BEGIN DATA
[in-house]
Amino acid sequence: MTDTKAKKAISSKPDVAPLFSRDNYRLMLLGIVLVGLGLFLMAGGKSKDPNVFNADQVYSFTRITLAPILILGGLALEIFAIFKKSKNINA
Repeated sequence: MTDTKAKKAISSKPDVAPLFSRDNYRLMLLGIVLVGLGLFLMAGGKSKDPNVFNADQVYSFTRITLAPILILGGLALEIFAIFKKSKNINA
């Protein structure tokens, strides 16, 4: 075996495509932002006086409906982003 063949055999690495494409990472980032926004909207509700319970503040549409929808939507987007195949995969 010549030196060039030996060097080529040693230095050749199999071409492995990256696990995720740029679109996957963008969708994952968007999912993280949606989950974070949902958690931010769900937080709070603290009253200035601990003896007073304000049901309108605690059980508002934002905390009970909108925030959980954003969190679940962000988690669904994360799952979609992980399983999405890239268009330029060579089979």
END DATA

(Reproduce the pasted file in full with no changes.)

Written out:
[in-house]
Amino acid sequence: MTDTKAKKAISSKPDVAPLFSRDNYRLMLLGIVLVGLGLFLMAGGKSKDPNVFNADQVYSFTRITLAPILILGGLALEIFAIFKKSKNINA
Repeated sequence: MTDTKAKKAISSKPDVAPLFSRDNYRLMLLGIVLVGLGLFLMAGGKSKDPNVFNADQVYSFTRITLAPILILGGLALEIFAIFKKSKNINA
């Protein structure tokens, strides 16, 4: 075996495509932002006086409906982003 063949055999690495494409990472980032926004909207509700319970503040549409929808939507987007195949995969 010549030196060039030996060097080529040693230095050749199999071409492995990256696990995720740029679109996957963008969708994952968007999912993280949606989950974070949902958690931010769900937080709070603290009253200035601990003896007073304000049901309108605690059980508002934002905390009970909108925030959980954003969190679940962000988690669904994360799952979609992980399983999405890239268009330029060579089979």